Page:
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East meets West at The Walters. The museum was established in 1934, with a gift from prominent art collector Henry Walters as its initial collection. On one hand, its collection spans nearly the entire history of Western art. Its spacious galleries are home to Greek and Roman statuary, Baroque carvings and a large collection of Renaissance paintings. On the other hand, its elegant Hackerman House wing holds one of the largest collections of traditional Asian art in the United States.
Inner Harbor has come to be a significant place in the city of Baltimore and considered a must-visit attraction. The small waterfront, which serves as a top destination, rose to prominence during the 1950s when it was revitalized for recreational and leisure activities along with grass-covered parks for its people. Over the next decade, parks and plazas, buildings and hotels, even corporate conventions and government units were added to the Inner Harbor. Places like Maryland Science Center, Reginald F. Lewis Museum, Ripley’s Believe it Or Not - Odditorium, are major attractions that delight people of all ages. The area still embraces its glorious history and the Baltimore Museum of Industry is an apt example. Admirers of the past can take a step back in time by visiting any or all of the five historic ships that are permanently stationed at the Inner Harbor. The elevated 27th floor of the World Trade Center situated in Inner Harbor allows a bird-eye view of the city of Baltimore.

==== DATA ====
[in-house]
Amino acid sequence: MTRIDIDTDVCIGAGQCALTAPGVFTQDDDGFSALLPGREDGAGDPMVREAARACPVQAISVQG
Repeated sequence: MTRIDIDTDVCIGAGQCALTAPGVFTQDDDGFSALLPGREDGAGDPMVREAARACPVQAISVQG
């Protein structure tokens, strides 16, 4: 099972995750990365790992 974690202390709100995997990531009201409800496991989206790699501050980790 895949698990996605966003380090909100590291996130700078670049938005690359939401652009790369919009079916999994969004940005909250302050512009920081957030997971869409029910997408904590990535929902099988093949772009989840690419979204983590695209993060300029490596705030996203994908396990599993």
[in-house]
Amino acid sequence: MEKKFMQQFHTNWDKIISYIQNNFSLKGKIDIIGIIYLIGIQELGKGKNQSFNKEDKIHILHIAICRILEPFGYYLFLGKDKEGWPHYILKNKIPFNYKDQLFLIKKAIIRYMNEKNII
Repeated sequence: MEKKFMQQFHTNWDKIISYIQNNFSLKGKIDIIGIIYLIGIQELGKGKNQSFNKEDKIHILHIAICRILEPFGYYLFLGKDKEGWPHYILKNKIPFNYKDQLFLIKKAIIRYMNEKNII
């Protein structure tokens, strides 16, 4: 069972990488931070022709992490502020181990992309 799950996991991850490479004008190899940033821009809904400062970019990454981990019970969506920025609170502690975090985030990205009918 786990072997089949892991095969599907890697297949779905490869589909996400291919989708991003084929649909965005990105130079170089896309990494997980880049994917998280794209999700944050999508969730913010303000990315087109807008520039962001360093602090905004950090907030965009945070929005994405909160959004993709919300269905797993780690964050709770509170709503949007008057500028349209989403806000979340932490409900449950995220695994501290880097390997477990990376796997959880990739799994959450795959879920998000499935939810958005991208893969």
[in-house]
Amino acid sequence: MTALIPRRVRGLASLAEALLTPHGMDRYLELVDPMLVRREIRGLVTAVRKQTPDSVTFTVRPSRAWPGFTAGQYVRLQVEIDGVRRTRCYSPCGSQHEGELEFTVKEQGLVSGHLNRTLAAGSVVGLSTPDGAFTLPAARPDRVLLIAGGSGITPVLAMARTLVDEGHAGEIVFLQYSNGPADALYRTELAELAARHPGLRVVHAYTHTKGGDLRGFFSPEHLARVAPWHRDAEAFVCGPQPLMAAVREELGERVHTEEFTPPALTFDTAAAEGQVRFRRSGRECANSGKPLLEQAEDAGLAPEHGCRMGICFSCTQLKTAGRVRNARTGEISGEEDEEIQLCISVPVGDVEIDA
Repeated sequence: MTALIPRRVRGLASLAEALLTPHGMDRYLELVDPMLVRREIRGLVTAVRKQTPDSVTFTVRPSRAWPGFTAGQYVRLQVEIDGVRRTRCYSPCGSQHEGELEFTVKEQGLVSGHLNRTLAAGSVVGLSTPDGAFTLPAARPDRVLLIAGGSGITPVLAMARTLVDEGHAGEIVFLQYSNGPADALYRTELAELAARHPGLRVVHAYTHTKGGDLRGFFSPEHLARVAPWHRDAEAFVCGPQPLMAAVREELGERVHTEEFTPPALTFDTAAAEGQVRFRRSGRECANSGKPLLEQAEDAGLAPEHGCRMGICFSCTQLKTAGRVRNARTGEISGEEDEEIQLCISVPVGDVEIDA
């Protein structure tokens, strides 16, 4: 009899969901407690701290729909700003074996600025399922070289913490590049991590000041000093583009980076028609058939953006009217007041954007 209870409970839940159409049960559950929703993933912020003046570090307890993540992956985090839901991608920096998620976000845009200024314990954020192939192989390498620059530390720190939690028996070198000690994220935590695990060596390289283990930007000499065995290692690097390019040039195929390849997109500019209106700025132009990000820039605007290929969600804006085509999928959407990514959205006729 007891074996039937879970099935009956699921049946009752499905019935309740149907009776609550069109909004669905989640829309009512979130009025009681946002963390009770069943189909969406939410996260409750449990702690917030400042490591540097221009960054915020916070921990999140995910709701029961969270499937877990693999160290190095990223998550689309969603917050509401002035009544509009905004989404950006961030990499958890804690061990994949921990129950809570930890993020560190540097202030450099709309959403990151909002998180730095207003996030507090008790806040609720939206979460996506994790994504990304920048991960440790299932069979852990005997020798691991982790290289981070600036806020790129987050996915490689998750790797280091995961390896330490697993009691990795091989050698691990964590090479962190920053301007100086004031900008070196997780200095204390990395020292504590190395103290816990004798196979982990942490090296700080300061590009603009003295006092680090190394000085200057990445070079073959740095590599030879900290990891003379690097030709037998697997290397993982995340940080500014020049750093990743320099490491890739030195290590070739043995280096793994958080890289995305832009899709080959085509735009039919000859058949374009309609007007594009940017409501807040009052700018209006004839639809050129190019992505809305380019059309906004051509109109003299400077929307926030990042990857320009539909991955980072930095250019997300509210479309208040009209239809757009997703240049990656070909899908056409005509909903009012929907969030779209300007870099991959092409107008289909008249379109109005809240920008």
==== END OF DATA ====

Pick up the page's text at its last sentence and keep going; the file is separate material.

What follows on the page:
'Visionary Art' is a term used to describe art that is created by people who use ordinary media to express their own intensely personal ideas about life. This museum has assembled a wonderful collection of this very Visionary art. Since Visionary artists generally lack formal training, and work outside of established art traditions, their works are as bold, innovative and inspirational as the visions that spawned them. Children under six years of age are free.
This small park, just south of the Inner Harbor, offers a gigantic, well-kept public swimming pool, where neighborhood children swim for a dollar a day during July and August. There are plenty of benches, and a small gazebo offers a shady spot for a picnic lunch. Other sporting facilities include basketball courts, and two ballfields. In 2008 this park was named one of Baltimore's historical landmarks.